The Downfall of Canada’s Dreamy Boyfriend
“He is getting so embarrassing, tbh.”
That was the text I woke up to this morning from a Canadian friend who, like me, has been living in the United States. She was talking about Prime Minister Justin Trudeau and yesterday’s Time magazine bombshell report that he once wore brownface to an “Arabian Nights” party while a teacher at a private school in Vancouver in 2001. (Since Time’s story broke, other instances of Mr. Trudeau in blackface and brownface have surfaced, including a video.)
My friend was referring to how Mr. Trudeau is seen on the world stage, but especially in the United States, a country that had a tendency to pretend that Canada didn’t exist until Mr. Trudeau came along. And her text encapsulated a distinction I’ve noticed in how Americans have been receiving this story compared with Canadians. For Americans, Mr. Trudeau’s downfall from liberal media darling — remember Rolling Stone’s 2017 cover, “Why can’t he be our president?” — to disgraced politician has been swift. For Canadians, it has been a long time coming.
It all started back in 2015 when Mr. Trudeau won a surprising majority victory over the longtime Conservative Prime Minister Stephen Harper. Cozying up to then-President Barack Obama, the two young, charismatic world leaders had what the press affectionately called a “bromance.”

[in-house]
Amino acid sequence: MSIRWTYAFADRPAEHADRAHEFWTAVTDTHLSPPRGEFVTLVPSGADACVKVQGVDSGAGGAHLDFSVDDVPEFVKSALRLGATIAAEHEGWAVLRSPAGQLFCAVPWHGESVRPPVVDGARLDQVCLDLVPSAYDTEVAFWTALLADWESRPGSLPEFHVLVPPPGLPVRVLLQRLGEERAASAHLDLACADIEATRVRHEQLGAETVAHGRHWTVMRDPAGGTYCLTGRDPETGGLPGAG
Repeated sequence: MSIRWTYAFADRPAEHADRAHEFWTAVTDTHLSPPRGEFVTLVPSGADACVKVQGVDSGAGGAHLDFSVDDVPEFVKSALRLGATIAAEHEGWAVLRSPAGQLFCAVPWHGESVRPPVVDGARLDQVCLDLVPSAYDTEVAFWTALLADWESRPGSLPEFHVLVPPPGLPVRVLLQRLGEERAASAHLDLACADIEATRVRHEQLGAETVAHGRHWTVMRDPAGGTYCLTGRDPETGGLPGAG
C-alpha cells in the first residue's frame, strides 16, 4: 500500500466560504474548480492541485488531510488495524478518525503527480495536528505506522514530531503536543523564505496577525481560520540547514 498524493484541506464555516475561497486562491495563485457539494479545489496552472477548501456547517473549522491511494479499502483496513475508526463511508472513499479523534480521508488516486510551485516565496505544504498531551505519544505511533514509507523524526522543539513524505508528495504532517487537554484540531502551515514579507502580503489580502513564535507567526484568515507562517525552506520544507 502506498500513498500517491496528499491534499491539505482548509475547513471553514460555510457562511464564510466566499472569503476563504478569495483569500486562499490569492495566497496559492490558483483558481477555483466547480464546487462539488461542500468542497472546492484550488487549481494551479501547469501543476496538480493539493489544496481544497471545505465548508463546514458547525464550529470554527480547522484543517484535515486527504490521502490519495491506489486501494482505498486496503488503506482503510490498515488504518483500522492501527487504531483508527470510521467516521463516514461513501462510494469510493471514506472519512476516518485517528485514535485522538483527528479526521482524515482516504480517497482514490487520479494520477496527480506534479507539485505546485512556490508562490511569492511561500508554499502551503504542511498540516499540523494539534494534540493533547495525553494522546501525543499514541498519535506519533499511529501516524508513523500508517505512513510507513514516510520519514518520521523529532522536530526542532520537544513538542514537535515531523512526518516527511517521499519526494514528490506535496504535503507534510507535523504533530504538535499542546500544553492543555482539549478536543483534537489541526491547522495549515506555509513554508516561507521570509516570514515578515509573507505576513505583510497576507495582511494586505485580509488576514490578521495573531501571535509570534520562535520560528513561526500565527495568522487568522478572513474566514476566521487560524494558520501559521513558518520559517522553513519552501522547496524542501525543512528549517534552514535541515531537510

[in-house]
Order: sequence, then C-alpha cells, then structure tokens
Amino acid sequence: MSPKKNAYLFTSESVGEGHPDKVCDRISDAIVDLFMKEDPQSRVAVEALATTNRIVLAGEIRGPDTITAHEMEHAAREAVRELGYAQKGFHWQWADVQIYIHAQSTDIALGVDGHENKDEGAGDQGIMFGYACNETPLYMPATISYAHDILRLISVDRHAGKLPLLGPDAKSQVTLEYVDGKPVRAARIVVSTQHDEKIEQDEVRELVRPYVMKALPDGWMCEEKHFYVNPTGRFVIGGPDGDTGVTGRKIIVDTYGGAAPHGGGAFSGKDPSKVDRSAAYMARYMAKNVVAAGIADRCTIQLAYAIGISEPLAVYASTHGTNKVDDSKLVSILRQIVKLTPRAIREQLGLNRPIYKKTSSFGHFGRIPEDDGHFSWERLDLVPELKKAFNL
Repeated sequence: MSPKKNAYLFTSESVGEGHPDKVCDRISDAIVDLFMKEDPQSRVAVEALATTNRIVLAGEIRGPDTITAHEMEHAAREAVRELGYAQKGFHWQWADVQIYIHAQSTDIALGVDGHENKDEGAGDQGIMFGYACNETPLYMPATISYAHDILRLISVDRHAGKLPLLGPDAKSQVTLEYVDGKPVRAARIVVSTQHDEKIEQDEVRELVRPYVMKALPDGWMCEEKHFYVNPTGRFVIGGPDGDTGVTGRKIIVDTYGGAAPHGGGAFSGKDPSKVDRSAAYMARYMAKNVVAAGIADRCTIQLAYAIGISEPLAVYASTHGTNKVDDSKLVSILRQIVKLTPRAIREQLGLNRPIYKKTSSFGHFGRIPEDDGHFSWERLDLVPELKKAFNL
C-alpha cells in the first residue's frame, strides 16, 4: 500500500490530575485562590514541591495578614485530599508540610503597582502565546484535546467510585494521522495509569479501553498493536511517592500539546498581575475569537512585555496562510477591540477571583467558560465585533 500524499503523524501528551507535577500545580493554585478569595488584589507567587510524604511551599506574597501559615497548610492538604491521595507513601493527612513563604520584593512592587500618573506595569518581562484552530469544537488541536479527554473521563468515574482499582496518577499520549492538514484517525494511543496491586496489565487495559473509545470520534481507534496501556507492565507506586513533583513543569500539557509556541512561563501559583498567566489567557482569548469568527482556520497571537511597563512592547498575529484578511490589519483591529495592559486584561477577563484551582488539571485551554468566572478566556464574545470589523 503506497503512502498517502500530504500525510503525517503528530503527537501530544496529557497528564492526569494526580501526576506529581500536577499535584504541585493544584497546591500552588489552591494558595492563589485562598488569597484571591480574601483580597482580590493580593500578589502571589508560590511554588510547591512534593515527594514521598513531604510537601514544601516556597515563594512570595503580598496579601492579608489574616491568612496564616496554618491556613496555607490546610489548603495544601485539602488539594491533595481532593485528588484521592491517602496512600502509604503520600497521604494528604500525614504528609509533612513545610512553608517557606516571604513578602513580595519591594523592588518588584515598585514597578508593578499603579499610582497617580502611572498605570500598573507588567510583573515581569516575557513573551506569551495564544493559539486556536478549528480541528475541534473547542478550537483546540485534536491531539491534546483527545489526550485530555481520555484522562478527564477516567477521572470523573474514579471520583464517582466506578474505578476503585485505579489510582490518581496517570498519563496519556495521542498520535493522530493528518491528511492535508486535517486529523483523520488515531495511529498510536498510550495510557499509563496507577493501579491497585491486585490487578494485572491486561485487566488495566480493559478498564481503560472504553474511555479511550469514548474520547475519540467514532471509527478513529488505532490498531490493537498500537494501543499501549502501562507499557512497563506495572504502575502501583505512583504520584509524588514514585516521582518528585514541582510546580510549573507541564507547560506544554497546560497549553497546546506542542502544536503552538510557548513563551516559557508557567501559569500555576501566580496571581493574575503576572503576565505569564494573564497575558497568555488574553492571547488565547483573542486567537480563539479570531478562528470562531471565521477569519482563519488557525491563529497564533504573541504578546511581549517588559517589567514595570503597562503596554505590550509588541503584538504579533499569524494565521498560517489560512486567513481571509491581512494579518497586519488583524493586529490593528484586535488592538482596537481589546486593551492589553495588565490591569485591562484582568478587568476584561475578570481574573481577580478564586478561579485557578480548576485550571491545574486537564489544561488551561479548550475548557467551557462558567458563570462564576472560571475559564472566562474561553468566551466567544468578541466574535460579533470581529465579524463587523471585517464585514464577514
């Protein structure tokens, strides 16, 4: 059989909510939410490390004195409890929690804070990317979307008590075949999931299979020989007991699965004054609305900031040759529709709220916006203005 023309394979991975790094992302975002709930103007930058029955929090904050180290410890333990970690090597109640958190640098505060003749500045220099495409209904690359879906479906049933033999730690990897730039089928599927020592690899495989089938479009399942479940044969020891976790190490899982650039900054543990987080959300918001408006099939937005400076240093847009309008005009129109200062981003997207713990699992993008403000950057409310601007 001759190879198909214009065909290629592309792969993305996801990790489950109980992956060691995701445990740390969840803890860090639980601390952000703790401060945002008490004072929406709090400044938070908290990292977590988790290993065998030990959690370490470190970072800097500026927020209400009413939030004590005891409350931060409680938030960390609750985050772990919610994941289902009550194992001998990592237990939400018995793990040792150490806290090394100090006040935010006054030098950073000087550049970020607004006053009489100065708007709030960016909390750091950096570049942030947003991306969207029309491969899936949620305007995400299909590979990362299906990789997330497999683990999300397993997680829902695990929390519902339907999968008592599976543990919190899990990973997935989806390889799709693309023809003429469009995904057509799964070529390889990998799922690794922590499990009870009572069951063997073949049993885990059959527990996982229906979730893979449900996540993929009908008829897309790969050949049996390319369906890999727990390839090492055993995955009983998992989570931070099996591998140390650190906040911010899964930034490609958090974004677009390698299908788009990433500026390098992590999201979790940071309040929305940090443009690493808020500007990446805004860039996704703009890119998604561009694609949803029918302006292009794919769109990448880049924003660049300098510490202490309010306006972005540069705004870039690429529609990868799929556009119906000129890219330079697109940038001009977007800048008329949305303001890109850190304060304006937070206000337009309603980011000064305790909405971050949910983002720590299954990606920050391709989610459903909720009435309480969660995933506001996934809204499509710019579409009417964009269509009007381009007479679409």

But south of the border, excitement over Mr. Trudeau didn’t really reach its zenith until November 2016. Before that, the prime minister, with his self-described feminism and his openness to Syrian refugees, had cast himself as Canada’s answer to the charismatic and cosmopolitan liberalism of the Obama years. Now, however, for American liberals, he was no longer cute kid brother but foil: Mr. Trudeau offered the perfect juxtaposition to the crassness of Donald Trump. Every detail, from his luxurious hair to his stylish socks, seemingly served to emphasize their differences.
It was in this spirit that Rolling Stone put Mr. Trudeau on its cover and Vogue did a sultry photo shoot with him and his wife, Sophie Grégoire Trudeau. Talk of “Canadian exceptionalism” made the rounds — the idea that while the United States was imploding, Canada was a beacon of hope in a world gone mad. It was a sentiment echoed by pundits on both sides of the border: Adam Gopnik wrote an essay in The New Yorker reminding Americans, “We could have been Canada,” while Stephen Marche, writing in the Toronto-based publication The Walrus, called Canada “the last country on Earth to believe in multiculturalism.”